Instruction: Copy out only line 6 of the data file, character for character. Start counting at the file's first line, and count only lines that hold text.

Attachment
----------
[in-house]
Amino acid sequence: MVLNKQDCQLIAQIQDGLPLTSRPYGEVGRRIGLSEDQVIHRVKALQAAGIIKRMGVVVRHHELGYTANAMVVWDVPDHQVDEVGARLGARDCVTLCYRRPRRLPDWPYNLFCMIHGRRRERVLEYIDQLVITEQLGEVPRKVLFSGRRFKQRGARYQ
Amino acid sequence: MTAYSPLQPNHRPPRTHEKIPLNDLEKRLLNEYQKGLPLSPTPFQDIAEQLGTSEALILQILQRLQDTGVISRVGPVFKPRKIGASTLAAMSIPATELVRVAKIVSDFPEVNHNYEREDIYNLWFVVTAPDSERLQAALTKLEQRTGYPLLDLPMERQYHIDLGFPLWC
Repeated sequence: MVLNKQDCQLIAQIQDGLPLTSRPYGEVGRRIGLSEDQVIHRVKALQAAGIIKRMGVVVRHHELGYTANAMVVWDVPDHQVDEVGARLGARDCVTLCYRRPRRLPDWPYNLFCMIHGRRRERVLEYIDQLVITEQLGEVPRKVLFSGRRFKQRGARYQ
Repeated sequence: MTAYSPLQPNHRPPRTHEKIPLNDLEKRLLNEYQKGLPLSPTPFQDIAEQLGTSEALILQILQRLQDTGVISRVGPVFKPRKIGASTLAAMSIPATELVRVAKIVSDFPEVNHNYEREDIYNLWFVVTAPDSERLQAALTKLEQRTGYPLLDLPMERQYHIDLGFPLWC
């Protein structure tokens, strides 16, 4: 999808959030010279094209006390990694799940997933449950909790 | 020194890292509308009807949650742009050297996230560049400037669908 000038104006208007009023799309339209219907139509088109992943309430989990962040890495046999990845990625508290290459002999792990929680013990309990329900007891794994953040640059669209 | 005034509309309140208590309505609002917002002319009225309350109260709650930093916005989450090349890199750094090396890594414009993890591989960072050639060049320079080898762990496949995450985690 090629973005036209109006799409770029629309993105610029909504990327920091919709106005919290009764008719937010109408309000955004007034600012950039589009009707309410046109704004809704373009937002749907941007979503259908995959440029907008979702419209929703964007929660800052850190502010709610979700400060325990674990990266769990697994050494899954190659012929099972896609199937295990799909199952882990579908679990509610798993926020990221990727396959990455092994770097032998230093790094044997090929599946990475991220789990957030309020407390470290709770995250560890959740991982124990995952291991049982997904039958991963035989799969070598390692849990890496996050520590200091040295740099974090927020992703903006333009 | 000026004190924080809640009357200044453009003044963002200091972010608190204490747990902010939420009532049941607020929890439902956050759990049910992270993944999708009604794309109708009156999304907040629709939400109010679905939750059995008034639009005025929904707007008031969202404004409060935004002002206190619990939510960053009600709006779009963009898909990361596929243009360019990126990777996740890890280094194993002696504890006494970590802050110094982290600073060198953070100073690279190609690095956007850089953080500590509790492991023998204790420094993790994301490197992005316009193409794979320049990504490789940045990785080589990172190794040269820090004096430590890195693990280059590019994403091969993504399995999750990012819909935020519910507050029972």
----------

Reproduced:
């Protein structure tokens, strides 16, 4: 999808959030010279094209006390990694799940997933449950909790 | 020194890292509308009807949650742009050297996230560049400037669908 000038104006208007009023799309339209219907139509088109992943309430989990962040890495046999990845990625508290290459002999792990929680013990309990329900007891794994953040640059669209 | 005034509309309140208590309505609002917002002319009225309350109260709650930093916005989450090349890199750094090396890594414009993890591989960072050639060049320079080898762990496949995450985690 090629973005036209109006799409770029629309993105610029909504990327920091919709106005919290009764008719937010109408309000955004007034600012950039589009009707309410046109704004809704373009937002749907941007979503259908995959440029907008979702419209929703964007929660800052850190502010709610979700400060325990674990990266769990697994050494899954190659012929099972896609199937295990799909199952882990579908679990509610798993926020990221990727396959990455092994770097032998230093790094044997090929599946990475991220789990957030309020407390470290709770995250560890959740991982124990995952291991049982997904039958991963035989799969070598390692849990890496996050520590200091040295740099974090927020992703903006333009 | 000026004190924080809640009357200044453009003044963002200091972010608190204490747990902010939420009532049941607020929890439902956050759990049910992270993944999708009604794309109708009156999304907040629709939400109010679905939750059995008034639009005025929904707007008031969202404004409060935004002002206190619990939510960053009600709006779009963009898909990361596929243009360019990126990777996740890890280094194993002696504890006494970590802050110094982290600073060198953070100073690279190609690095956007850089953080500590509790492991023998204790420094993790994301490197992005316009193409794979320049990504490789940045990785080589990172190794040269820090004096430590890195693990280059590019994403091969993504399995999750990012819909935020519910507050029972």